Challenging marginalisation and social exclusion

As usual, where there is ignorance about a particular issue, particularly one that is both sensitive and personal, the tendency is to demonise and belittle, thus creating the ideal environment for marginalisation and social exclusion – and for ensuring that little is learned and few new concepts are accepted.

October 18th, 2013

As usual, where there is ignorance about a particular issue, particularly one that is both sensitive and personal, the tendency is to demonise and belittle, thus creating the ideal environment for marginalisation and social exclusion – and for ensuring that little is learned and few new concepts are accepted.

It is worth noting that while the many social institutions we live under do a lot of good for communities and individuals, they can also represent oppressive systems that support different forms of social exclusion based on the gender, class, ethnicity and sexual orientation, among others, of minorities. These systems render minority groups and individuals both invisible and voiceless and exclude them from development processes – usually through existing policies and laws that mainly focus on the interests and agenda of the majority.

This marginalisation of minority groups is just a manifestation of long standing polarisations and discriminatory attitudes – as well as practices – towards what is different and unknown. As a result the affected people’s lives are characterised by insecurity and a deep sense of social alienation.

To help tackle this, the Open Society Initiative for Southern Africa (OSISA) conducted its inaugural course on Challenging Exclusion, Marginalisation and Inequalities in Lusaka in 2012, which brought together individuals from across the SADC region. Following its success, OSISA – in collaboration with the Centre for African Studies at the School of Oriental and African Studies in London – recently hosted the second informative and productive two-week training course in Gaborone.

Participants from various civil society organisations attended the course to enhance their understanding of social exclusion, marginalisation and inequalities and how best to influence their governments to reach out and engage all stakeholders in the formation of inclusive policies that would benefit all citizens. The course was held under Chatham House Rules so participants were free to talk openly and learn from different experiences in a safe space.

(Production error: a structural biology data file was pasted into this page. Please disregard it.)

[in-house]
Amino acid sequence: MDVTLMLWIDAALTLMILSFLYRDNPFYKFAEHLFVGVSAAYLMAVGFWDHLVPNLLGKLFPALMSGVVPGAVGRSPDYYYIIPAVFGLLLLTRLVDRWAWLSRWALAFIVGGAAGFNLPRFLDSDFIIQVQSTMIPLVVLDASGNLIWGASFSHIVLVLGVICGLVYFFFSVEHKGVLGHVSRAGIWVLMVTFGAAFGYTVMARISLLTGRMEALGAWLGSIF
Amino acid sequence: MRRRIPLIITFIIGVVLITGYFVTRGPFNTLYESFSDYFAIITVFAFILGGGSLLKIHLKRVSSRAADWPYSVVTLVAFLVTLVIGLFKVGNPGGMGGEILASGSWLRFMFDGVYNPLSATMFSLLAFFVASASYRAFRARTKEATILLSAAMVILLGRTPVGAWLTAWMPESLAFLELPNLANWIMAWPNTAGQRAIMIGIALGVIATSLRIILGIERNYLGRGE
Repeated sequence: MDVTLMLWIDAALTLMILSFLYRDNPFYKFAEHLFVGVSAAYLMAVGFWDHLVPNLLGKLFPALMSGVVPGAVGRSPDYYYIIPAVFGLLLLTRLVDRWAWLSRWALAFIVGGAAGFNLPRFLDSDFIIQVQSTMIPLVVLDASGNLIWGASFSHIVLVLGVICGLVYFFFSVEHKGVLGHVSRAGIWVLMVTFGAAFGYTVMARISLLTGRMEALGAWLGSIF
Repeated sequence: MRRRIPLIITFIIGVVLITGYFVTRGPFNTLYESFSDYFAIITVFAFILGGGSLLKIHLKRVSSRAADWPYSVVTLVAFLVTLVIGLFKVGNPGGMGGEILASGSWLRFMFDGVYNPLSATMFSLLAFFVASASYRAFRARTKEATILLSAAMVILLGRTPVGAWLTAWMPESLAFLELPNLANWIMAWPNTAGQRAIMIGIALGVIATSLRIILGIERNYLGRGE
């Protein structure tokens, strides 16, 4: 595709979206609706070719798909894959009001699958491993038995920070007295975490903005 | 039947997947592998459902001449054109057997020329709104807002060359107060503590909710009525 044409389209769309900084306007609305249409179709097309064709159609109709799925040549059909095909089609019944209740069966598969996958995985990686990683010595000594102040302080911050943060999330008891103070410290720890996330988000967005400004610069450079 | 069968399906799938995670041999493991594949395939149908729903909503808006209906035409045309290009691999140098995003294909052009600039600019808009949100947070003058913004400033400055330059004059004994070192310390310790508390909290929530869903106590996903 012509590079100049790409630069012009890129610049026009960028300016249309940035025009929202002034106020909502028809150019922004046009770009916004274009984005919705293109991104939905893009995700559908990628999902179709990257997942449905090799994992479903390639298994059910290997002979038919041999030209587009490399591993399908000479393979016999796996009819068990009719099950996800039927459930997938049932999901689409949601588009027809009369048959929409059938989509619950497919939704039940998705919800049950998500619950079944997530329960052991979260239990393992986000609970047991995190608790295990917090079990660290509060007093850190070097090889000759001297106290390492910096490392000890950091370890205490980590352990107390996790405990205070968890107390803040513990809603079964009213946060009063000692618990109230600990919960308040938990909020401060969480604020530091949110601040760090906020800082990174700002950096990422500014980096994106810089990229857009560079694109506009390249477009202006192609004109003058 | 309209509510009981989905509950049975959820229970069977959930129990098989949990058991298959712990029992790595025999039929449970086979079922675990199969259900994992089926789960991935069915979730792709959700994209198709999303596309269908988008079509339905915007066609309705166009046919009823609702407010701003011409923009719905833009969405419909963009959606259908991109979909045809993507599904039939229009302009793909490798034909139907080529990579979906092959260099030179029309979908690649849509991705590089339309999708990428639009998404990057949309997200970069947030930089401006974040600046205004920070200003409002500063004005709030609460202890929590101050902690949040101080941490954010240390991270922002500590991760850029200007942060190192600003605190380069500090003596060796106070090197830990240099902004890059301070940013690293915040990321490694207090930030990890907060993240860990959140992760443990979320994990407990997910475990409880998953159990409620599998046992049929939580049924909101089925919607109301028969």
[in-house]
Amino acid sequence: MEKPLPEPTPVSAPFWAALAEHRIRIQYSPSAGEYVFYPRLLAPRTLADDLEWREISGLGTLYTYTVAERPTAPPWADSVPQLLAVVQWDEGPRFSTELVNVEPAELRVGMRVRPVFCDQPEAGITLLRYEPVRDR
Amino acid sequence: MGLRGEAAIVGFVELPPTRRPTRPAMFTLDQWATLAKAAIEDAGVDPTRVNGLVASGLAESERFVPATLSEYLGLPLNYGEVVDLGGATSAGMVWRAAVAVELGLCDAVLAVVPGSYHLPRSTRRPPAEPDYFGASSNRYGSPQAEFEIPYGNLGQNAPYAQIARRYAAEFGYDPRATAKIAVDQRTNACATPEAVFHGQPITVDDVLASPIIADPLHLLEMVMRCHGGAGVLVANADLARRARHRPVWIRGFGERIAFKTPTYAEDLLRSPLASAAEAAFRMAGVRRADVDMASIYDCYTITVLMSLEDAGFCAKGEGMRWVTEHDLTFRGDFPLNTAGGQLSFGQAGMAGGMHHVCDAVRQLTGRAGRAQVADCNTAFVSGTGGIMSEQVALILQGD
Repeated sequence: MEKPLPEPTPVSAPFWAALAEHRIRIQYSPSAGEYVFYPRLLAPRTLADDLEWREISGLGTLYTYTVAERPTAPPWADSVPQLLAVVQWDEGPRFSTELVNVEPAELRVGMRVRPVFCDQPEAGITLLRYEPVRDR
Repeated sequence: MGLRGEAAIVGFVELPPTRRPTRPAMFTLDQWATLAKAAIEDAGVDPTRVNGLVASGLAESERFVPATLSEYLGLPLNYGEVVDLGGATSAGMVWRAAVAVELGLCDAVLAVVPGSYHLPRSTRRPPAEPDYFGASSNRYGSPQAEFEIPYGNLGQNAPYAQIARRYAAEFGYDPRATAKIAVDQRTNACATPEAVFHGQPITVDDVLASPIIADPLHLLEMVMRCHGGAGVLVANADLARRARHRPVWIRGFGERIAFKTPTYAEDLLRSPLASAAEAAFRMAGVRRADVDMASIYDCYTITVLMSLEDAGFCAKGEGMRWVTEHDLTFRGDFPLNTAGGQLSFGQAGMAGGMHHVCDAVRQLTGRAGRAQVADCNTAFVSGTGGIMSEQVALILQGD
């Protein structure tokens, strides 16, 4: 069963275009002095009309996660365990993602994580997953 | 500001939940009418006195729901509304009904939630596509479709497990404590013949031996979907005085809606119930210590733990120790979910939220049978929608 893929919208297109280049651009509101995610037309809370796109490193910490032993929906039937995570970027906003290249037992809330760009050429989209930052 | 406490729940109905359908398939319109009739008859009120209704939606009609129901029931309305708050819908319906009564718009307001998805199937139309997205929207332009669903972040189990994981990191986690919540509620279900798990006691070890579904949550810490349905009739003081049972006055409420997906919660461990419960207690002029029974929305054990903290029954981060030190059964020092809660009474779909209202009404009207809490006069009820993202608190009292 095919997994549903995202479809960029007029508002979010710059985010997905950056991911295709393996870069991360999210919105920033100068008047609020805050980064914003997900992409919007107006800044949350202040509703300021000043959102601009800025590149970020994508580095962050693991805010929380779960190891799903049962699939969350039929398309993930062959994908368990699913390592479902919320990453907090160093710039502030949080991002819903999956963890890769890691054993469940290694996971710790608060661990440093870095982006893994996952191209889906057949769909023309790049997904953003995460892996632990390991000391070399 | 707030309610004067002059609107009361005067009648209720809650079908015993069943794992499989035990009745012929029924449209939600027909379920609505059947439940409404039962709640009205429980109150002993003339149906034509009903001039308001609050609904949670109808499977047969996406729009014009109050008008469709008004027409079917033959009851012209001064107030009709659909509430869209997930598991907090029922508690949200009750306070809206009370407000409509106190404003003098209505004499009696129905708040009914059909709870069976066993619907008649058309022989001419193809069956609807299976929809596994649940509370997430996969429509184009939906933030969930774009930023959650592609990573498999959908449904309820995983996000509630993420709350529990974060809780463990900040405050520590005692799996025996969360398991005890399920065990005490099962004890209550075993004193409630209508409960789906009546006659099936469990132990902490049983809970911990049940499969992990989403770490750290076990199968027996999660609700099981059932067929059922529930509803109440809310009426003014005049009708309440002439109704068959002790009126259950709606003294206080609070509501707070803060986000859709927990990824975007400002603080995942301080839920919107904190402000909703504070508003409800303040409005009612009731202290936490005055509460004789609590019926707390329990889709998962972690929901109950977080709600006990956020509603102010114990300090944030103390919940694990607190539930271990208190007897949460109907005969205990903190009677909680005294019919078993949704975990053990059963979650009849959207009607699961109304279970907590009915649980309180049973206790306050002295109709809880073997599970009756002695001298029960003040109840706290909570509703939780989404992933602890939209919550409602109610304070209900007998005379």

The course set out to train participants from all over the SADC region on conceptual issues related to social exclusion, marginalisation and inequalities; domains of social exclusion; how to combat social exclusion; and how to advocate on issues pertaining to social exclusion.

Professor Jimi Adesina was the overall facilitator and his wise and critical arguments made a huge difference by raising awareness among participants and sparking debate. The various modules were presented by a range of experts from across Africa, who came to Gaborone to share their knowledge with the participants, including Grown Chirongwe, Dr Onalenna Selolwane, Cherith Sanger, Dr Serges Djoyou Kamga, Professor Loren Landau, Chivuli Ukwimi and Ian Southey-Swartz.

Botswana-based guest facilitators, such as Dr Reginald Matchaba-Hove, Dr Gape Kaboyakgosi, Molefe Rantsudu, Tshiamo Rantao, Alice Mogwe and Dr Tshepo Sethunya Mosime, also added hugely to the course and gave practical guidance about the situation in Botswana in relation to health, justice and human rights – and how they are challenged by issues of social exclusion, marginalisation and inequality. These sessions led to very constructive dialogue among the participants and were – in many cases – real eye openers.

And there is no doubt that the course achieved its main aims – to deepen participants’ understanding of social exclusion, marginalisation and inequality; promote constructive dialogue; and begin to change mind sets – and that the participants left the course with tools and knowledge to start to challenge social exclusion, marginalisation and inequality in their home countries.

The course was extremely useful for me – and my fellow participants – and I would like to thank OSISA (and particularly the course organiser, Roshnee Narrandes) for putting it all together. Rea leboga!

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